Metals, materials, and colours are extremely important when picking your next piece of jewellery for your collection. Platinum and Gold are both popular precious metals used in jewellery. They’re both vastly different from one another, in terms of appearance, price tag and durability. To help you understand the differences between Platinum, White Gold, and Yellow Gold, keep reading to find out how they’re made, how to identify them, and most importantly, which metal is the best.
What is Platinum?
Platinum is a chemical element and transition metal, that’s dense, ductile, lustrous, malleable, and precious. It comes in a silver-white colour which is one of its key characteristics, as its name is derived from the Spanish word ‘platino’, meaning little silver.
Platinum is found naturally in the sands of rivers and was originally found and used in Columbia, South America. Due to Platinum’s good resistance to corrosion and stability at high temperatures, it is considered a noble metal and is rarely mixed with other metals when creating jewellery. Platinum is more ductile than other metals, like Gold, Silver, or Copper, meaning it can be stretched and drawn out into a thin form like a wire. Platinum also has a high resistance to wear and tear which is why it’s typically used in precious and meaningful jewellery, like engagement and wedding rings.
What is Yellow Gold?
Gold is the most popular jewellery metal and comes in a variety of different colours, like yellow, white, rose, green and black. Before we go into more information about Yellow Gold, let’s look at what Gold is and how it’s made in a bit more detail. Gold is a transition metal that’s extremely malleable, durable and can be stretched considerably and beaten into a sheet. In its purest form, Gold is a bright red-yellow colour but comes in different colours naturally and via alloys.
Most Gold jewellery on the market today is gold coated metals or alloys. This is because gold is quite soft and can wear away easily, so to keep the jewellery lasting for longer, it’s best to have a gold alloy or coated metal. An alloy is a metal that combines two or more metallic elements together. The way it works is by covering a base metal with a layer of Gold. Metals most alloyed with Gold are Brass, Copper, Iron, Nickel, and Silver. The thickness and purity of the Gold layer is what differentiates each Gold metal type apart from each other and changes the colour of the Gold. The gold metal types are Plated, Vermeil, Filled and Solid Gold.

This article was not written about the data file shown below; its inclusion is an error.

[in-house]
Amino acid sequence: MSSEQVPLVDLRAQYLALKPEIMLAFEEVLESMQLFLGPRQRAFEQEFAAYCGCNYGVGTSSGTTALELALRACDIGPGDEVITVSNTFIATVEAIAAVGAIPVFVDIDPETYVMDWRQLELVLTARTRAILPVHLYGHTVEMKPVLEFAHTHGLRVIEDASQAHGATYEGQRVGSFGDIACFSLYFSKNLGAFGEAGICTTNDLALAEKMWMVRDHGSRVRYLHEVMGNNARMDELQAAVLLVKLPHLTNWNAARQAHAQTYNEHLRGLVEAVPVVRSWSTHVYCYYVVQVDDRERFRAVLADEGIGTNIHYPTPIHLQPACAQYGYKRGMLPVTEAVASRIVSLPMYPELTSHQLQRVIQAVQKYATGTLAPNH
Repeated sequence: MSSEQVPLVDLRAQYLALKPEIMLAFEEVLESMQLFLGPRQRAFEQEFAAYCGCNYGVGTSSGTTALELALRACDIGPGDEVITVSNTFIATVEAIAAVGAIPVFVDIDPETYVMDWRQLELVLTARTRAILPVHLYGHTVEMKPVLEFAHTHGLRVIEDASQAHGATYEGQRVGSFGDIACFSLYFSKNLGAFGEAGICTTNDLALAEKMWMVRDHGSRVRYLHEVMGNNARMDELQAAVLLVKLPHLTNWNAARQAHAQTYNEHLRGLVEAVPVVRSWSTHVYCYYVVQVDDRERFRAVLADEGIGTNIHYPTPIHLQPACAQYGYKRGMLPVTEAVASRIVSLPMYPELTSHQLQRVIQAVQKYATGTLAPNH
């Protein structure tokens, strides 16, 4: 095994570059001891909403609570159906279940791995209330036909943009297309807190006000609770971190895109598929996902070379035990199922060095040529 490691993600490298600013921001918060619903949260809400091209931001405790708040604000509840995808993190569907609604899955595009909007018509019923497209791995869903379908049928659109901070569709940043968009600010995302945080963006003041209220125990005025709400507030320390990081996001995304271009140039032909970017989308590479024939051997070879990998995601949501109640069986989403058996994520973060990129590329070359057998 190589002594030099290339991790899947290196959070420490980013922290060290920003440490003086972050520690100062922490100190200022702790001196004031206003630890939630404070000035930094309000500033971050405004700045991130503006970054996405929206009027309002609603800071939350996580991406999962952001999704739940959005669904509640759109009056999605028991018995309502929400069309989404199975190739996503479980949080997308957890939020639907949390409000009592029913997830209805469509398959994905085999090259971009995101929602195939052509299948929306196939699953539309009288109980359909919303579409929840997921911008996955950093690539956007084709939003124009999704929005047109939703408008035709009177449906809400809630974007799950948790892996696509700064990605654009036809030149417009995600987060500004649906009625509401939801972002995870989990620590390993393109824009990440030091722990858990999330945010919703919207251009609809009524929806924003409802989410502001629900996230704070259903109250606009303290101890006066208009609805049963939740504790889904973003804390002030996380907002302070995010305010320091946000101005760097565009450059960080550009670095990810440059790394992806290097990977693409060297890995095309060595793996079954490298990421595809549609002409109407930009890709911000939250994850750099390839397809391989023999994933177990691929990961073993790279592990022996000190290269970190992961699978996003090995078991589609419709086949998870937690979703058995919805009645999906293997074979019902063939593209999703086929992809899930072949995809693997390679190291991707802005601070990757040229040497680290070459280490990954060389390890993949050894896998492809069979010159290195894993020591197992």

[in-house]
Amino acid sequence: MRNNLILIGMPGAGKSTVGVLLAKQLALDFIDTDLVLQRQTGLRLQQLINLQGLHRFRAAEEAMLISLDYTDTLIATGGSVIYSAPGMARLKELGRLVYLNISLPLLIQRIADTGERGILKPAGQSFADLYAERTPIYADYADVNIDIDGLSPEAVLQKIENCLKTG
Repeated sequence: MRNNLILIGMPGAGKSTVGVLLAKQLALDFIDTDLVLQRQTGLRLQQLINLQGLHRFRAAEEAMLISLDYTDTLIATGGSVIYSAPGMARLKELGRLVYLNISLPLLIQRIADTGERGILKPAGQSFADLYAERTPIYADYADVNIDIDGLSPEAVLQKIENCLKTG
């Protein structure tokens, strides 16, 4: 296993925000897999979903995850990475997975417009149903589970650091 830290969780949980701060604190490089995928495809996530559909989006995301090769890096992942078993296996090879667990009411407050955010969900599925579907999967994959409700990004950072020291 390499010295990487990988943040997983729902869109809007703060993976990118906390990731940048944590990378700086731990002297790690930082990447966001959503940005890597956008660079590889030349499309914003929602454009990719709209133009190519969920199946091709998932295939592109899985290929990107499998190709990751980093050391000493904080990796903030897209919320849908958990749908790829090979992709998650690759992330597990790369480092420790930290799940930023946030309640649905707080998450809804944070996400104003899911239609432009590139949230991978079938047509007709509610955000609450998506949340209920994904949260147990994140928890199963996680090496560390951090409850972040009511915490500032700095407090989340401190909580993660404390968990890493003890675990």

Now let’s get into Yellow Gold. While pure Gold is typically a red-yellow colour, Yellow Gold is a brighter and warmer colour. Yellow Gold is an alloyed metal that’s made when pure Gold is mixed with Copper and Zinc. Mixing different amounts of Gold, Copper and Zinc creates different hues of yellow. For example, if you mix Gold with more Copper, you get a darker redder yellow. On the opposite end of the spectrum, mixing Gold with more Zinc makes a light and paler yellow. These mixtures are then poured over a base metal to create Yellow Gold Plating, Yellow Gold Vermeil and Yellow Gold Filled.
Yellow Gold is used a lot in jewellery because it’s easy to make and it looks the most like pure Gold. Yellow Gold can be used in any type of jewellery, but you’ll most likely see it being used to make earrings, necklaces, and bracelets.
What is White Gold?
White Gold is another Gold alloy, like Yellow Gold. It’s made by mixing pure Gold with white metals like Nickel, Silver, Platinum, or Palladium, and that’s what gives White Gold it’s silvery-white tones. White Gold is also additionally coated with the metal Rhodium which adds extra strength, durability and gives White Gold it’s characteristic lustrous surface shine.